A is for Aden and Z is for Zanzabar

A is for Aden and Z is for Zanzibar... Now what is between? For the world wide classical era philatelist and stamp collector, a country specific philatelic survey is offered by the blog author, Jim Jackson, with two albums: Big Blue, aka Scott International Part 1 (checklists available), and Deep Blue, aka William Steiner's Stamp Album Web PDF pages. In addition, "Bud" offers commentary and a look at his completely filled Big Blue. Interested? So into the Blues...

Sunday, September 1, 2019

Korea - Bud's Big Blue

1903 Korea Issue Emblem "Falcon"
Korean Symbolism in Plain Sight?
Bud's Big Blue
Bud's Observations
Koreans like emblems. I do too. Their stamps flounce across my album page like floats in a homecoming parade (see below). The only stamps issued by a united Korea, they abound in badges and insignia swathed in frilly borders. What’s not to like?

Well, apparently the Japanese didn’t like them. By the time Japan administered (1904) then annexed Korea (1910) all the stamps shown below were decommissioned, their usage banned, as a part of Japan’s effort to wipe out Korean identity. (Even frilly stamps sometimes have bloody tales to tell.) Only the Japanese language could be spoken in Korean schools and universities, historic Korean documents were burned, dissent was crushed, even movies had to be culturally Japanese. Korea as remembered was gone; now it’s totally Japan. Only Japanese stamps are good anymore.

What about Korea’s stamps scared the Japanese? The symbolism in the final series of Korean Empire stamps (1903) offers, I think, a clue (see above pic). The bird, a falcon, looks suspiciously like a Russian eagle; Russia was then Japan’s enemy. The bird’s breastplate is the Korean national symbol, the Taegeuk (yin yang), surrounded by eight trigraphs that repeat the yin yang in an endless cycle of universal balance. Eight more Taegeuks adorn the falcon’s wings. And, because the number eight itself has special meaning for Koreans, the falcon’s tail has eight feathers. That’s a lot of pro-Korean propaganda to squelch.

There’s more. The falcon’s right claw wields a threatening sword and its left grips a globe that insultingly shows Japan as a single island waiting, one might suppose, to be whacked. This stamp series also repeats the five-petaled mugunghwa flower, known in the western world as the rose of Sharon. It’s an ancient and, during the Japanese occupation, a somewhat secretive national symbol. Koreans planted mugunghwas to protest Japanese control.

Uncancelled examples of the 1903 series, like mine, were grouped and sold to collectors after decommissioning.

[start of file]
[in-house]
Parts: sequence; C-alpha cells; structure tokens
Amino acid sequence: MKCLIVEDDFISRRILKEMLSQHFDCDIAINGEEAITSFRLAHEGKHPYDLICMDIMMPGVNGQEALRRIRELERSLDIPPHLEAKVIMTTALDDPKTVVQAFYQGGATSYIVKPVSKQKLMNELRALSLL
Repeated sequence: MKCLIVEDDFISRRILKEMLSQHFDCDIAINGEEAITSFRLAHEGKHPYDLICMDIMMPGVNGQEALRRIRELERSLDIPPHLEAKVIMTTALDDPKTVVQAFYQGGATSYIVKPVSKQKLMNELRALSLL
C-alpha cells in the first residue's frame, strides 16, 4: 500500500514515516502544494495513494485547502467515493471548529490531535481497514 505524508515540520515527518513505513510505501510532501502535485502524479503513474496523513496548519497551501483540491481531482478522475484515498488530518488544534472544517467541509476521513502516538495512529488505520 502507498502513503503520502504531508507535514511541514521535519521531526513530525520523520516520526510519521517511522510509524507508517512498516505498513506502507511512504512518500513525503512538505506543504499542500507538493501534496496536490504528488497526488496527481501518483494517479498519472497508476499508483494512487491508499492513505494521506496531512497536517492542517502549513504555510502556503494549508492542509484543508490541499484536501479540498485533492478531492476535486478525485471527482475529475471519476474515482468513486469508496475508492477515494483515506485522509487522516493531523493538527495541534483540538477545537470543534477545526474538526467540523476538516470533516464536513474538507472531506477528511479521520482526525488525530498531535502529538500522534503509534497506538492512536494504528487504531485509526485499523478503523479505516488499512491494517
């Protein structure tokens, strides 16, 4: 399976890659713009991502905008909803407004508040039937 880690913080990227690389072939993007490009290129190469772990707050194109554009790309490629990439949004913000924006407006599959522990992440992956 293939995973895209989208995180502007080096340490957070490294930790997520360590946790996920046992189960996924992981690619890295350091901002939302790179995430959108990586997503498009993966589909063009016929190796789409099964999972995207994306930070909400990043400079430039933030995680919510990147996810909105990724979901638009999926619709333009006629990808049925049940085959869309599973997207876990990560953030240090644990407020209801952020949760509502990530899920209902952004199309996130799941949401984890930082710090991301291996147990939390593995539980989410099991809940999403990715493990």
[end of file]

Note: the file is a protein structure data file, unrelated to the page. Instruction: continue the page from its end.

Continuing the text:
Census: 26 in BB spaces, two tip-ins, seven on the supplement page.

A Korean postman and, maybe, propagandist

Jim's Observations
The first stamps of Korea was issued in November 1884 during the Joseon dynasty. But the Post Office was burned down (Gaspin Coup) in December 1884, so only the 5m rose and 10m blue of the issue were used, and then, not much.

So one will find the 5m and 10m unused in collections (CV $10+-$50+). Scott states there are counterfeits and reprints.

Three more stamps were printed, but not issued. What happened to them?

As one could guess, the three unissued stamps also entered the philatelic mainstream. They are listed in my 1947 Scott catalogue with a notation that they were never placed in use.

But the current catalogue has delisted them (Scott 3-5), but does have an illustration, as well as a value ($4-$8).

Frankly, they are such gorgeous classically designed stamps, I can see why they have remained popular, and can be found commonly in collections.

Big Blue has spaces for the 1884 10m blue (Scott 2), and the three now de-listed stamps (Scott 3-5). Check out the first line of Big Blue's Korea spaces.

Korea Blog Post & BB Checklist

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Comments appreciated!


  1. A nice page once again. It's getting harder and more expensive to complete Big Blue's Korea as time goes on.

    Scott notes the "reprints" of these, but I think that there are more than the 4000 printed for modern presentation booklets -- they turn up too frequently.

    And other than those being watermarked(!), their paper is very bright white and very modern-looking. Easily detected if you know what to look for.

    - hy-brasil

  2. Really enjoyed the commentary on Korea and its history. Its stamps have become a particular interest for me, probably mostly motivated by my enjoyment over the past two to three years of a large number of Korean dramas of which I have become a definite fan (I think I have watched over 30 series completely through and a couple as many as four times, all with English subtitles thank goodness!).

  3. Thanks for the warning about the modern reprints. I've not yet checked for watermarks, but will. My #24 may be of the light-blue-on-white-paper variety.

    I've not seen a Korean drama in recent years. Your comment about them prompts me to do so again. My closest friend from graduate school days is Korean. He and his wife always claimed that Koreans are the Italians of the Pacific -- i.e., very dramatic. Because of them, I'm addicted to Korean cuisine.